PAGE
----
July 1985

A Practical Handbook of Joint Fluid Analysis,

Author Affiliations



by R. Gatter, 105 pp, $22.50, Philadelphia, Lea & Febiger, 1984.

Arch Intern Med. 1985;145(7):1178. doi:10.1001/archinte.1985.00360070048005

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This handbook purports to be "practical," but for whom? For the busy practitioner who takes time to read the Archives but has had scant training and minimal interest in examining joints, though he carefully auscultates, percusses, and palpates every other protrusion, organ, and cavity due to his general training?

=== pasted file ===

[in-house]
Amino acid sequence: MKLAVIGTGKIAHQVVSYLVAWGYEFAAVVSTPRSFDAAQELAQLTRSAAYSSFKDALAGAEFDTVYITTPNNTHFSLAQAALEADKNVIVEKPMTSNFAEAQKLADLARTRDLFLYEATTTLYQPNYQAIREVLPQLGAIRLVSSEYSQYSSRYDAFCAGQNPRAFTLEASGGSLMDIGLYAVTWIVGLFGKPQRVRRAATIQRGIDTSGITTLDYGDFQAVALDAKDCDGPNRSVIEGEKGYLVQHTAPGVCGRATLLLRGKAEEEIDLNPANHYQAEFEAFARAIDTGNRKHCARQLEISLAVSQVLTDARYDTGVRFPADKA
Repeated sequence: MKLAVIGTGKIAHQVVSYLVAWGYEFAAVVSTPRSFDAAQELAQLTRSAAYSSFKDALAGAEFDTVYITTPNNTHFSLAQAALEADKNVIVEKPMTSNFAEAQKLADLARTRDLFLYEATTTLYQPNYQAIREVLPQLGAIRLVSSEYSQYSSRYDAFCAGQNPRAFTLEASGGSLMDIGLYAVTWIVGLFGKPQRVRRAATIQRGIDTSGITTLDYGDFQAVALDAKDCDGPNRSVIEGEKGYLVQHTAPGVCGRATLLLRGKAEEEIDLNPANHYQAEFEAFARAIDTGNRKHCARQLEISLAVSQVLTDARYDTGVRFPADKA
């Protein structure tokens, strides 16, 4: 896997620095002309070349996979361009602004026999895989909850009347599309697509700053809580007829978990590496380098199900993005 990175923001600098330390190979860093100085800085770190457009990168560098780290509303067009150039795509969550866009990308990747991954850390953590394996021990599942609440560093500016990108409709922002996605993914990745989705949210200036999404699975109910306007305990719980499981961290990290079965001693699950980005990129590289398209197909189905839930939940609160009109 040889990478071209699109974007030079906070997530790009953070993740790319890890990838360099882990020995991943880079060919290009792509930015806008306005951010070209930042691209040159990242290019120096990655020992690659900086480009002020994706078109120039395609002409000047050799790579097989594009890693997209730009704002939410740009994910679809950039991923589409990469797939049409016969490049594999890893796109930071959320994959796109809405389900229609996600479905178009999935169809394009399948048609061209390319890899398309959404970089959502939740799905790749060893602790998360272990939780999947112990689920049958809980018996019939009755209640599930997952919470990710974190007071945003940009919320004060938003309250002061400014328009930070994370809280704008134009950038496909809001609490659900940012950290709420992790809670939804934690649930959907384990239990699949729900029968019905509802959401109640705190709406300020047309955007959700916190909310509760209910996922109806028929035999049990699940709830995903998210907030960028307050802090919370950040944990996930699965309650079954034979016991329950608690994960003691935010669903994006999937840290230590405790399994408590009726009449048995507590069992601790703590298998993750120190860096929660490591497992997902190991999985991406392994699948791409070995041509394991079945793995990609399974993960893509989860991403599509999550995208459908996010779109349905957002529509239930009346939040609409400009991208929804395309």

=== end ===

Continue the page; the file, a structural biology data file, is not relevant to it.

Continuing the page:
The opening premise of this handbook is that synovial fluid analysis is equally important as urinalysis in the workup of a patient with joint problems. It is true that properly obtained synovial fluid provides much information; it can confirm the specific diagnoses of crystal-induced arthritis and septic arthritis and can determine whether the joint disease is inflammatory or noninflammatory. Ah, but to obtain that fluid correctly! Synovial analysis is an invasive procedure. To obtain fluid from the small, red, painful joint of podagra, the deep, more hidden joints of the shoulder or hip, or even the bulging but tiny proximal interphalangeal

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